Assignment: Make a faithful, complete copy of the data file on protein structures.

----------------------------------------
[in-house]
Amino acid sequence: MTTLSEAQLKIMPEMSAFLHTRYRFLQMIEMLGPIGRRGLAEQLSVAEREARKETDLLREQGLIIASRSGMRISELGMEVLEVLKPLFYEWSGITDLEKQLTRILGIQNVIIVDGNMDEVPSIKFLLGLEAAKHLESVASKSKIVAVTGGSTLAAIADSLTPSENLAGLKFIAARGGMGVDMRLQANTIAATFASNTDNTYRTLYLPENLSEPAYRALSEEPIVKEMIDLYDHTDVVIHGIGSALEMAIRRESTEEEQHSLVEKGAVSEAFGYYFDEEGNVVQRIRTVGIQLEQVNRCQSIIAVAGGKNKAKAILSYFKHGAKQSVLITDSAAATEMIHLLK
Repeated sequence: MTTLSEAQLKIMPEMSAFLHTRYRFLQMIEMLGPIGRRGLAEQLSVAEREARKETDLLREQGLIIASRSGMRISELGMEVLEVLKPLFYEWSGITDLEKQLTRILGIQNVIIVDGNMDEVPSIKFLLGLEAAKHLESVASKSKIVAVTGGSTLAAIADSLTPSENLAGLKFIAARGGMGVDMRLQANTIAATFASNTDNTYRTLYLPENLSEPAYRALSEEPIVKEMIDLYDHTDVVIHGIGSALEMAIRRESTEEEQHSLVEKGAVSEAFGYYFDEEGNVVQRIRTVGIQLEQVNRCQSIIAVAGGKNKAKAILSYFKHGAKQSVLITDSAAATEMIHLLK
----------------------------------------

[in-house]
Amino acid sequence: MTTLSEAQLKIMPEMSAFLHTRYRFLQMIEMLGPIGRRGLAEQLSVAEREARKETDLLREQGLIIASRSGMRISELGMEVLEVLKPLFYEWSGITDLEKQLTRILGIQNVIIVDGNMDEVPSIKFLLGLEAAKHLESVASKSKIVAVTGGSTLAAIADSLTPSENLAGLKFIAARGGMGVDMRLQANTIAATFASNTDNTYRTLYLPENLSEPAYRALSEEPIVKEMIDLYDHTDVVIHGIGSALEMAIRRESTEEEQHSLVEKGAVSEAFGYYFDEEGNVVQRIRTVGIQLEQVNRCQSIIAVAGGKNKAKAILSYFKHGAKQSVLITDSAAATEMIHLLK
Repeated sequence: MTTLSEAQLKIMPEMSAFLHTRYRFLQMIEMLGPIGRRGLAEQLSVAEREARKETDLLREQGLIIASRSGMRISELGMEVLEVLKPLFYEWSGITDLEKQLTRILGIQNVIIVDGNMDEVPSIKFLLGLEAAKHLESVASKSKIVAVTGGSTLAAIADSLTPSENLAGLKFIAARGGMGVDMRLQANTIAATFASNTDNTYRTLYLPENLSEPAYRALSEEPIVKEMIDLYDHTDVVIHGIGSALEMAIRRESTEEEQHSLVEKGAVSEAFGYYFDEEGNVVQRIRTVGIQLEQVNRCQSIIAVAGGKNKAKAILSYFKHGAKQSVLITDSAAATEMIHLLK